I have empathy for John McCann. His city council had the opportunity to vote on making a formal, yet non-binding, resolution to ask for pervasive gun control that would fundamentally change our American society, and in the end, he voted to do just that. I don’t know what he was trying to accomplish by being against the ban and asking for help defeating it, only to apparently change his mind in deliberations and end up voting for it. I do know how difficult and lonely it can be on the dais. I have come to the conclusion that the only way for an elected official to keep the course is to have a set of core principles that are immutable. Some issues are difficult, but most are not, if you know what you believe, and why you believe it.
The Second Amendment is special because it is one of the of principles that formed the guiding light of the American Revolution and the nation that was born out of it. This is the concept of Natural Law. America is special (and I believe that it is blessed), because it is a country that acknowledges that the rights of the people are given by God and not the government. We naturally have the right to live without being harmed or persecuted. We have the right to have property that is ours, and that we can do with what we please. We have the right to earn a living, pursue what makes us happy and to keep the fruits of our labors.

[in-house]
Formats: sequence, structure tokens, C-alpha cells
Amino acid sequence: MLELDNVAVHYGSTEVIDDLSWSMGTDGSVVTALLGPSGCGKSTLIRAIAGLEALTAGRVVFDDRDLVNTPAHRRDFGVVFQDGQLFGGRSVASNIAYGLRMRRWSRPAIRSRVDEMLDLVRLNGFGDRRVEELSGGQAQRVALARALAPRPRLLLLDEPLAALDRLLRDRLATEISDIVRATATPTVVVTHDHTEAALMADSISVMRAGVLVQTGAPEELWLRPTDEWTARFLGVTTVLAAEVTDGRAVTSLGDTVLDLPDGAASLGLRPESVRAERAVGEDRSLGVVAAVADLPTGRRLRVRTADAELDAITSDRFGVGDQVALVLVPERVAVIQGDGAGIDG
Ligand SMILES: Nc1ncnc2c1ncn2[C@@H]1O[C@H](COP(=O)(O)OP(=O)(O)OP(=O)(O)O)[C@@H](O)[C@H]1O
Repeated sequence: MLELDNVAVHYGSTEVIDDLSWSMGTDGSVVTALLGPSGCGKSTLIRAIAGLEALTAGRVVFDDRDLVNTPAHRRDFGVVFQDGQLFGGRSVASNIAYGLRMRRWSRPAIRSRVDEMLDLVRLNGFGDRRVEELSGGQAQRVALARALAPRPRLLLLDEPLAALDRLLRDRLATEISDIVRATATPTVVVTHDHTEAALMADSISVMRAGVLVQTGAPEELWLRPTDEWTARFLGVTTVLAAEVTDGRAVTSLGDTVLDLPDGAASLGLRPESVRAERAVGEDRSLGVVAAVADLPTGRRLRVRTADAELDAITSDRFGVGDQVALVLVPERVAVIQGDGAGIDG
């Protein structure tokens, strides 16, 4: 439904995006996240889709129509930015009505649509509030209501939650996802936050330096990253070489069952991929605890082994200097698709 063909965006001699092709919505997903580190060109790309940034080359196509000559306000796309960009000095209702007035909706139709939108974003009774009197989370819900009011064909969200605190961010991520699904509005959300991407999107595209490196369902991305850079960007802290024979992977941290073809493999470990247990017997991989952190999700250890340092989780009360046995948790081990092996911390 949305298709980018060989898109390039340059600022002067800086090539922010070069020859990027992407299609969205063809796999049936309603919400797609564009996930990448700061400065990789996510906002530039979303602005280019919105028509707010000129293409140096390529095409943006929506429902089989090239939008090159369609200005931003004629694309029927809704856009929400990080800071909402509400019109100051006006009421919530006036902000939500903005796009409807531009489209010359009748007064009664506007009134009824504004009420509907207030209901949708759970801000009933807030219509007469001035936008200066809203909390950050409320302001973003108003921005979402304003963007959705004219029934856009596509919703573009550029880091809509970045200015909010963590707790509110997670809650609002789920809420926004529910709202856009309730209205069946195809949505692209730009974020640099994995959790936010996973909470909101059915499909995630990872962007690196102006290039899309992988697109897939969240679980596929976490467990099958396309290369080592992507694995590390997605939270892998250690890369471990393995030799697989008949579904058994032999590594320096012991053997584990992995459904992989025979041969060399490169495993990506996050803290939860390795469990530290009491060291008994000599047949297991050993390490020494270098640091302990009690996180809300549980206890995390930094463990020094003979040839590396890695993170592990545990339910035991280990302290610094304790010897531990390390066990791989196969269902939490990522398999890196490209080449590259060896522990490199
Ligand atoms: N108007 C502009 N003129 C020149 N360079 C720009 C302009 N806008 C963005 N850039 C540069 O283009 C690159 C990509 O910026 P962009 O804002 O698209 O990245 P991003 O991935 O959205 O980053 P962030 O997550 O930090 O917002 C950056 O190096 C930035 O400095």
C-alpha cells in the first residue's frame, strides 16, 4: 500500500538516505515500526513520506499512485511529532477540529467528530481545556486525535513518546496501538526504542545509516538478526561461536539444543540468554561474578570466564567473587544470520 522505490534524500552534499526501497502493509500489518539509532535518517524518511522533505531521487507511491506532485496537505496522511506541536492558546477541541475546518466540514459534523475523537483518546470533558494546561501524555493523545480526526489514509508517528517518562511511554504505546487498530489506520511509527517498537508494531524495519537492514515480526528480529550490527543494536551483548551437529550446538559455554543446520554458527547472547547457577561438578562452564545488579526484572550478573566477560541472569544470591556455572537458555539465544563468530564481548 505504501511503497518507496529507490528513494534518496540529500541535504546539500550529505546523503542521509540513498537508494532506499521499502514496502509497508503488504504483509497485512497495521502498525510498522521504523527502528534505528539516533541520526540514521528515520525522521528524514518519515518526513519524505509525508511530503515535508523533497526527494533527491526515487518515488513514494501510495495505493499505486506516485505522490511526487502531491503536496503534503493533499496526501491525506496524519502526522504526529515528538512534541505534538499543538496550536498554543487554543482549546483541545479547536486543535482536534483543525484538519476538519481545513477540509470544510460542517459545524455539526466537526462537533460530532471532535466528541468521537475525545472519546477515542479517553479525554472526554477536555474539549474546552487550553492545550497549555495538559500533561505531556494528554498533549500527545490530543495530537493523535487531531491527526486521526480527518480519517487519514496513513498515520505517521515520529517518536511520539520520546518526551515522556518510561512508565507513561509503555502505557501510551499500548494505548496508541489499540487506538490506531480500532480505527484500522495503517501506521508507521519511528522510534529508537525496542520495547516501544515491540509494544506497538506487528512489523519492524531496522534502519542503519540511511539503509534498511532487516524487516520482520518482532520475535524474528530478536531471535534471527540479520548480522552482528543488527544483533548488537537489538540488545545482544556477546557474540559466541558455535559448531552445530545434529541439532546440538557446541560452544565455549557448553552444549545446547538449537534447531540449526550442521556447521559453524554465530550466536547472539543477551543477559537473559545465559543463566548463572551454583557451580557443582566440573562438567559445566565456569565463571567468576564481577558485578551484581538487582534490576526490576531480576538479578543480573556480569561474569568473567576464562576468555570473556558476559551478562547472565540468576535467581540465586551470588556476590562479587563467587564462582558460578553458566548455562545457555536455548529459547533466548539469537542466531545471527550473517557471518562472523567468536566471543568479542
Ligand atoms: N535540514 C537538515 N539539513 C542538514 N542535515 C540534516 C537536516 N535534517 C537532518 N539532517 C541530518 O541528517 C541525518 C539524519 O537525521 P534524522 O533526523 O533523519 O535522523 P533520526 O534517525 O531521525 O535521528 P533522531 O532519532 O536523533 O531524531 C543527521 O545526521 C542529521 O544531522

We have the right to defend ourselves against the killer, the rapist, the thief, the tyrant and the tyrannical government, and this is where John McCann really failed. We are all horrified by the pain caused by the psychotic, deranged and agents of evil who use guns as weapons against innocent people. It is tempting to look for an easy answer to this unfathomable problem, but to tear at our natural God given right of self-defense and our Constitutional right to keep and bear arms, with which to exert that defense, is to rip at the fabric of what makes America great.
Some argue that a non-binding resolution is meaningless and so the vote is then meaningless. I disagree. A resolution like this is one of the few opportunities in the life of an elected official to stand for something that is greater than himself. Voting to support the concept of weakening the Second Amendment is like voting to support the concept of taking away the right to free speech, or the right to a fair and speedy trial or the right to be protected from unlawful search and seizure laws. It is not just gun control; it is an assault on the foundational place the Constitution has in our American culture and way of life.